Speech Prosody 2006
This study investigates the acoustic correlates of contrastive word stress in bisyllabic and trisyllabic German words, produced by children and their parents. Results of the acoustic analysis of speech data are reported that were collected from three children aged 2;3 to 6;1 and their mothers during a period of two years, as a part of a more comprehensive study on the acquisition of word stress in German. Whereas recent findings suggest that infants show an early perceptual preference for rhythmic patterns of their native language, contrastive stress is supposed to be acquired relatively late. The results of the study presented here suggest that German children between 2 and 6 years of age are able to produce contrastive word stress but differ in their choice and usage of the parameters that mark stress. We found that, for German, vowel duration is the most reliable correlate of word stress in the utterances produced by all three children as well as their mothers. Adult-like usage of fundamental frequency, intensity, and several voice quality parameters appears to be acquired later than that of duration; this observation may be confounded by the finding that these parameters appear to be used less consistently than duration to mark stress even by the mothers.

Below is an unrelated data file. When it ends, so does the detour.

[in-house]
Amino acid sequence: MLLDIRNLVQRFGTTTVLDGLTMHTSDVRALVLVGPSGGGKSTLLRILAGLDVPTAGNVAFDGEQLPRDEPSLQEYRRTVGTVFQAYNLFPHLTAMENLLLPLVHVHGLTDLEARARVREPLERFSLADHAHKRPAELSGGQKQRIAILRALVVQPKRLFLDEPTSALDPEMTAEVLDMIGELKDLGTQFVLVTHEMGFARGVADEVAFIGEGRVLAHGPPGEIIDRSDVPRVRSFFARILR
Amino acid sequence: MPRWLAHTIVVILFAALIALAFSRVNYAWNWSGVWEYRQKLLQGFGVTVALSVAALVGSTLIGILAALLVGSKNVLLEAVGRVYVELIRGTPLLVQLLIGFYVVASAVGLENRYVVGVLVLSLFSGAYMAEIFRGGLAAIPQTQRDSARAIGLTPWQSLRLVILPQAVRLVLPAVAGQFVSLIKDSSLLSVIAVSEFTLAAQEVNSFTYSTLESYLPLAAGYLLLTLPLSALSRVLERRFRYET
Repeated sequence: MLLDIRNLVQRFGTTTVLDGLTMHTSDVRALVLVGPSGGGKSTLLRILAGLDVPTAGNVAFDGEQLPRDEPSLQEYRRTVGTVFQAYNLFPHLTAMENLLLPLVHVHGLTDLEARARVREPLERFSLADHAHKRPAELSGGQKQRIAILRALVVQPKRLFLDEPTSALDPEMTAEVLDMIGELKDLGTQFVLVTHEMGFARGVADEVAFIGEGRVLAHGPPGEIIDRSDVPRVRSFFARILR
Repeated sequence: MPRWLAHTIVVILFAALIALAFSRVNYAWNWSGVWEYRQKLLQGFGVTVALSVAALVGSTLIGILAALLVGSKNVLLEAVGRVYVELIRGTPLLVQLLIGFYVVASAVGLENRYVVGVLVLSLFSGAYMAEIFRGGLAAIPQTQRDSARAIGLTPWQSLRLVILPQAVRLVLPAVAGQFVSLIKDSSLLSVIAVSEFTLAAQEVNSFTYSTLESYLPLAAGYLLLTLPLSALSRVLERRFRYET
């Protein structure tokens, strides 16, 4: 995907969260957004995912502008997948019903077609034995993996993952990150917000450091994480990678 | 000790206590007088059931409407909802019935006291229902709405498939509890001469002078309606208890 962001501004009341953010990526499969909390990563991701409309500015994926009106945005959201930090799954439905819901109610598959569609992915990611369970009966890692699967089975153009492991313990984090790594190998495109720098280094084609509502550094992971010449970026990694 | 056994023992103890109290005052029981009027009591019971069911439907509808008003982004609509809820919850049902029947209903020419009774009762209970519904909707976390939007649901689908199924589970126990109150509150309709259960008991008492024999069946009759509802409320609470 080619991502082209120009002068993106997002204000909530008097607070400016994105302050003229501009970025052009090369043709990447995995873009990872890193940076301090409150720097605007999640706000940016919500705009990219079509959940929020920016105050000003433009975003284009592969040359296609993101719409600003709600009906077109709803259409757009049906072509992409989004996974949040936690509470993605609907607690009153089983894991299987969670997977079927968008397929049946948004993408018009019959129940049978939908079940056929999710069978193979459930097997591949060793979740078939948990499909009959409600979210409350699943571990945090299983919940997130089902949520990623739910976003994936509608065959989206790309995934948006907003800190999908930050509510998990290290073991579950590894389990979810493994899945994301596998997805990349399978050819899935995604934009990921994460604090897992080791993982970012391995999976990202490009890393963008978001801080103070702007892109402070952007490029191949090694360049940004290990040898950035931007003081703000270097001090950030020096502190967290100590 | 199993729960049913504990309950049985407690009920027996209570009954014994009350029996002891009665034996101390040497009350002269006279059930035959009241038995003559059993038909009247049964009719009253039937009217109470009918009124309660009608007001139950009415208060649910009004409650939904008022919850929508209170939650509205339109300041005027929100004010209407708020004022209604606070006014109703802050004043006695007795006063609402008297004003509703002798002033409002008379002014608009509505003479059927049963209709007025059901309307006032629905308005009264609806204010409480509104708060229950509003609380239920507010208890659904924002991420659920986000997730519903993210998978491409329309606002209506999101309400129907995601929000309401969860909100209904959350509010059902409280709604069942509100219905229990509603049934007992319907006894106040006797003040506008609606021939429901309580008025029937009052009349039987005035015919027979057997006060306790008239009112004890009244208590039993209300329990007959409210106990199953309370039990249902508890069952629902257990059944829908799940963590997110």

Bibliographic reference. Schneider, Katrin / Möbius, Bernd (2006): "Production of word stress in German: children and adults", In SP-2006, paper 122.